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Karin Farreyrol

School of Biological Sciences,
The University of Auckland,
Private Bag 92019,
New Zealand.

Dr Mike Pearson (SBS)

Dr Michel Grisoni (CIRAD/SDR, French Polynesia)
Dr Dan Cohen and Dr Dave Beck (HortResearch, New Zealand)

Webpage: http://www.sbs.auckland.ac.nz/research/microbiology/...

Vanilla is an orchid that is cultivated for its flavoursome beans used in the food and perfume industries. The broad aim of this collaborative research project between French Polynesia in the Pacific Ocean and Reunion Island in the Indian Ocean is to increase the knowledge on viruses infecting vanilla crops. This involves obtaining sequence data from the various virus isolates to be able to characterise the virus species as well as design specific detection assays for diagnosis purposes.

During the course of this research one of the worlds most widely distributed viruses, Cucumber mosaic virus (CMV) was detected for the first time in vanilla, and provided an original and interesting case for phylogenetic study. CMV had previously been divided into two subgroups I and II based on serological data and sequence similarity, with subgroup I being recently further divided into IA and IB after further phylogenetic analysis (Roossinck et al., 1999). CMV isolates from vanilla clearly belonged to subgroup I, but formed a cluster that was distinct from subgroups IA and IB, suggesting that CMV has evolved into a form that is adapted to the host vanilla.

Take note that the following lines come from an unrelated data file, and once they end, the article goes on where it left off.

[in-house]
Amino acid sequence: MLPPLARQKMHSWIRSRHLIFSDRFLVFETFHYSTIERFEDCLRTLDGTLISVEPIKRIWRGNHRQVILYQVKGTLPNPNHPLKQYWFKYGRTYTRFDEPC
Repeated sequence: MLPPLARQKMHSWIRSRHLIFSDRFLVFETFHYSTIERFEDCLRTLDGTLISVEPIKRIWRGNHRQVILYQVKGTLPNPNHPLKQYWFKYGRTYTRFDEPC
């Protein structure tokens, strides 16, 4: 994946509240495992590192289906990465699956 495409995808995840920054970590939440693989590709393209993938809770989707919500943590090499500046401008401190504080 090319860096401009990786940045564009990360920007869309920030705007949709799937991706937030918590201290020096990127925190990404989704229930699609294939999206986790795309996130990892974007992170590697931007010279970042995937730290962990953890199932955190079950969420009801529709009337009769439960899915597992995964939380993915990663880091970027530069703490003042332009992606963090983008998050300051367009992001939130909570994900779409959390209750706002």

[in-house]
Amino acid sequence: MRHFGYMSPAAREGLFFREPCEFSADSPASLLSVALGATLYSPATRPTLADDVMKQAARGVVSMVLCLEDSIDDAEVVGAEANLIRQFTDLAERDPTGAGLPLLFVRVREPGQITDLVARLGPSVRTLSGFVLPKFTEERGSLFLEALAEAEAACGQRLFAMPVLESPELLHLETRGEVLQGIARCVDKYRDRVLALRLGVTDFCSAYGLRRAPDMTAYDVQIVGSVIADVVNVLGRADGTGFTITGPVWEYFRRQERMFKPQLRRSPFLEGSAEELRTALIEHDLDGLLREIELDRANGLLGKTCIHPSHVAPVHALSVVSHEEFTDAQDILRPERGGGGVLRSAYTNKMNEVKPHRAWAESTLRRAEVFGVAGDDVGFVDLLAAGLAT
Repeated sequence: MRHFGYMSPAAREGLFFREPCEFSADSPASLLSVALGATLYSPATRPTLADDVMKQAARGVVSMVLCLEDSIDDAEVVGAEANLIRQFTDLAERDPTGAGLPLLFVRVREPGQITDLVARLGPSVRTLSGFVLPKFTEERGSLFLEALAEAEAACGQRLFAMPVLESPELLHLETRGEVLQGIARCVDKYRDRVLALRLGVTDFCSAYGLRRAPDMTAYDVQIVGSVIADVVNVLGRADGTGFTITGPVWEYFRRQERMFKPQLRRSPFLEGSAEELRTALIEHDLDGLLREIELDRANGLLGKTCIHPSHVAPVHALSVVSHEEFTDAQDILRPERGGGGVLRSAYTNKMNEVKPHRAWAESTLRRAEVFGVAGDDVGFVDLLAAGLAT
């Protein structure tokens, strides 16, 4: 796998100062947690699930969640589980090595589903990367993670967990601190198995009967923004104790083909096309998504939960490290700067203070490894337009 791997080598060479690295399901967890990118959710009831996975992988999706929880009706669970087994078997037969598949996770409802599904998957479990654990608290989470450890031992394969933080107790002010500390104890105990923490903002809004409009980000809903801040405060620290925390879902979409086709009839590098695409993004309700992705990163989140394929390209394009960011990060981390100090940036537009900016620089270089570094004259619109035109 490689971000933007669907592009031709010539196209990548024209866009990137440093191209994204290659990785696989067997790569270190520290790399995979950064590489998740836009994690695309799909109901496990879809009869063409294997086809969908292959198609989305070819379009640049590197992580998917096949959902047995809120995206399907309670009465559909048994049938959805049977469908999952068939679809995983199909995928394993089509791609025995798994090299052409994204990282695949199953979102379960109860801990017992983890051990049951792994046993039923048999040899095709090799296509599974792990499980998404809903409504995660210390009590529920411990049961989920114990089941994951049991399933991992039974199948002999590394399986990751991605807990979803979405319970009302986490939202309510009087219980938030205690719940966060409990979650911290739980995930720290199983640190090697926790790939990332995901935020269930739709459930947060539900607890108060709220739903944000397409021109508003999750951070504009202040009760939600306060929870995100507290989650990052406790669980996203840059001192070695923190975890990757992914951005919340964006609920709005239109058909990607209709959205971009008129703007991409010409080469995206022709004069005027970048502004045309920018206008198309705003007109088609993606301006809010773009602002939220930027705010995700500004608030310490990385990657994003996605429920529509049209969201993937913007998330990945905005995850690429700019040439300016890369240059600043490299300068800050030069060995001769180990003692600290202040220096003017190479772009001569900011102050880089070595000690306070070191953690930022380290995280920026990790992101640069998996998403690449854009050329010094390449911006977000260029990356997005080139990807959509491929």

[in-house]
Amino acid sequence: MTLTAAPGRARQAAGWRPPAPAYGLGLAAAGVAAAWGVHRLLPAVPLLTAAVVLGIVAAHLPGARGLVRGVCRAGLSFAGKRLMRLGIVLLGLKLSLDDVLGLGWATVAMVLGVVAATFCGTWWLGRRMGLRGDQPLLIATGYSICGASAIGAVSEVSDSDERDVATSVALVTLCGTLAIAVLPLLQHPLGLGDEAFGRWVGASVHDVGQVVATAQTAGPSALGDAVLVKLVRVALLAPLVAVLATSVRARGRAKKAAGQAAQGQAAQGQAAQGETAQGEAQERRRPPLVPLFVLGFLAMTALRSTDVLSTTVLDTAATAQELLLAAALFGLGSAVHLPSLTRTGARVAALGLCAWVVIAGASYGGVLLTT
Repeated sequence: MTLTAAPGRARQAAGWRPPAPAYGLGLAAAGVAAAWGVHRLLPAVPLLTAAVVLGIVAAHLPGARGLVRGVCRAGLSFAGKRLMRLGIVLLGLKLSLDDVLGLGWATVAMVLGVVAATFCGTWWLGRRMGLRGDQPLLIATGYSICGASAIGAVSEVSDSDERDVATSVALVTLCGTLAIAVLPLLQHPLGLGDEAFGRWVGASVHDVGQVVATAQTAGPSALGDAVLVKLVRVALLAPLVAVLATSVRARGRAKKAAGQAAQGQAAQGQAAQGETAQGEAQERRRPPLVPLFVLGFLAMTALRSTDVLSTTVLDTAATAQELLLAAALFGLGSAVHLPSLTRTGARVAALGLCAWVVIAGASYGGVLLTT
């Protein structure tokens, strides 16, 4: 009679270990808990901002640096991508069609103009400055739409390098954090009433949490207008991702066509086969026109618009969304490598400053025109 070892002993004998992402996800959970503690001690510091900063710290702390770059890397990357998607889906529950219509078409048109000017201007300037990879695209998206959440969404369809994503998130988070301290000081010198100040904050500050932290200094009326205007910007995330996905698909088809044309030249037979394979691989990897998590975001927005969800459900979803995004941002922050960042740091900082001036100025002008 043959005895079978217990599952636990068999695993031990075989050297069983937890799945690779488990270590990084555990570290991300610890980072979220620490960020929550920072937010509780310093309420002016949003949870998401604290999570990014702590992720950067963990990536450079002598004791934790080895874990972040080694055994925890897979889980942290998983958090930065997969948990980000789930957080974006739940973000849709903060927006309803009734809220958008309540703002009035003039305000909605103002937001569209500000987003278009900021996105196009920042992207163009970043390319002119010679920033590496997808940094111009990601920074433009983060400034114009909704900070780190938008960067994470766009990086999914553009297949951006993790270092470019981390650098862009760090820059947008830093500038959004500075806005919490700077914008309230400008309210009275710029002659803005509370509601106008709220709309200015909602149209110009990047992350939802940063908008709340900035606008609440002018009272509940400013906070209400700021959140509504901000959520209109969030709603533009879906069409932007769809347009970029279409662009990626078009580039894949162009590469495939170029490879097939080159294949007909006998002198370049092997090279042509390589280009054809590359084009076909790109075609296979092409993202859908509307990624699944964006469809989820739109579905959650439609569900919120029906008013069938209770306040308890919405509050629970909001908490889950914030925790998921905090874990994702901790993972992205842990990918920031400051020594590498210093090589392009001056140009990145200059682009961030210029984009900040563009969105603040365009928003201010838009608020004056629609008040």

This finding raised the following questions: (i) How do vanilla CMV sequences compare with those from other orchid species and is there an orchid-type of CMV? (ii) What are the origins of the vanilla strains of CMV? (iii) Since different CMV strains have different host affinities, what other hosts are susceptible to vanilla strains of CMV and do these act as a source of virus inoculum for vanilla crops? Further investigation into the phylogeny of CMV in vanilla in the Pacific and Indian Oceans will help answer these questions and provide information that is needed for effective disease management.

Roossinck MJ, Zhang L and Hellward KH, 1999. Rearrangements in the 5' nontranslated region and phylogenetic analyses of Cucumber mosaic virus RNA3 indicate radial evolution of three subgroups. Journal of Virology 73(8): 6752-6758.